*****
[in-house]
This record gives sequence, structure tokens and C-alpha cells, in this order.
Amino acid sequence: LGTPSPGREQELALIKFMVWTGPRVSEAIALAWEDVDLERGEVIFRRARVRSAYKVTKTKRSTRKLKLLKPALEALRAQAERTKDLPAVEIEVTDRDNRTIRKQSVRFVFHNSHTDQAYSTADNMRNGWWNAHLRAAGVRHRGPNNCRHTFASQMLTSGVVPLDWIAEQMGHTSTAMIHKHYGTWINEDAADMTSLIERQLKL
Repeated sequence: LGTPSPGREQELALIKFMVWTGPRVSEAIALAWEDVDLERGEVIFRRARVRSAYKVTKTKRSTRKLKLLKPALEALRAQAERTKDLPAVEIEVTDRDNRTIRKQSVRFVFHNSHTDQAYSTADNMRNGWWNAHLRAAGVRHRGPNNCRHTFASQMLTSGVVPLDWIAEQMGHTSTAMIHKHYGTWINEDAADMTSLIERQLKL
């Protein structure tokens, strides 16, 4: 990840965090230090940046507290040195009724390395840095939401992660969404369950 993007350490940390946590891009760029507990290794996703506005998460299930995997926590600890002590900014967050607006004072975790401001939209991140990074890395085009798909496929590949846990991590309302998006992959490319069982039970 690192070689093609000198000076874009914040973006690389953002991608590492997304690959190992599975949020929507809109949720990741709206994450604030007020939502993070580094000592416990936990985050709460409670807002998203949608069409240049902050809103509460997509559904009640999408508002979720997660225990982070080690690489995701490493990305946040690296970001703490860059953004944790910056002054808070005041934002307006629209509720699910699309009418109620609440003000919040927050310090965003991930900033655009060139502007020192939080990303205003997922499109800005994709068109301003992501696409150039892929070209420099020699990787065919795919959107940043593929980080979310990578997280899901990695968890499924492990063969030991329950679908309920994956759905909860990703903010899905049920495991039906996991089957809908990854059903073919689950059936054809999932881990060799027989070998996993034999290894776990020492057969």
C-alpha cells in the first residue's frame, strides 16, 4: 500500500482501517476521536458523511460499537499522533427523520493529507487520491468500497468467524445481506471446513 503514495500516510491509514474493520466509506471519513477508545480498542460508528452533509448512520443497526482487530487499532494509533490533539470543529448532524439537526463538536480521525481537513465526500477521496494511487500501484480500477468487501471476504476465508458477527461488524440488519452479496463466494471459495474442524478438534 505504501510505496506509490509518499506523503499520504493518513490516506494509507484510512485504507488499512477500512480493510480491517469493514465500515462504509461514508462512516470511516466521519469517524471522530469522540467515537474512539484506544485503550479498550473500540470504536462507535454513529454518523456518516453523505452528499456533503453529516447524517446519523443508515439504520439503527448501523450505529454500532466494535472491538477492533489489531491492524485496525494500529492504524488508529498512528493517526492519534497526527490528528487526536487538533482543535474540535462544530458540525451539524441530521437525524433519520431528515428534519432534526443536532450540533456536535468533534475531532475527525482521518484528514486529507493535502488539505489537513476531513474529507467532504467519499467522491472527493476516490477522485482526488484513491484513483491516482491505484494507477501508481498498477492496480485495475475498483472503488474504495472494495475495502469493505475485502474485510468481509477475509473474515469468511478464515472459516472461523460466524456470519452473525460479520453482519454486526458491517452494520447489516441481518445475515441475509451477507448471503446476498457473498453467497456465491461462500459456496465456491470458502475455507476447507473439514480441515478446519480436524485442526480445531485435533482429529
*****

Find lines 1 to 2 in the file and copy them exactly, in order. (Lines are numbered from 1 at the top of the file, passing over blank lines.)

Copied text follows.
[in-house]
This record gives sequence, structure tokens and C-alpha cells, in this order.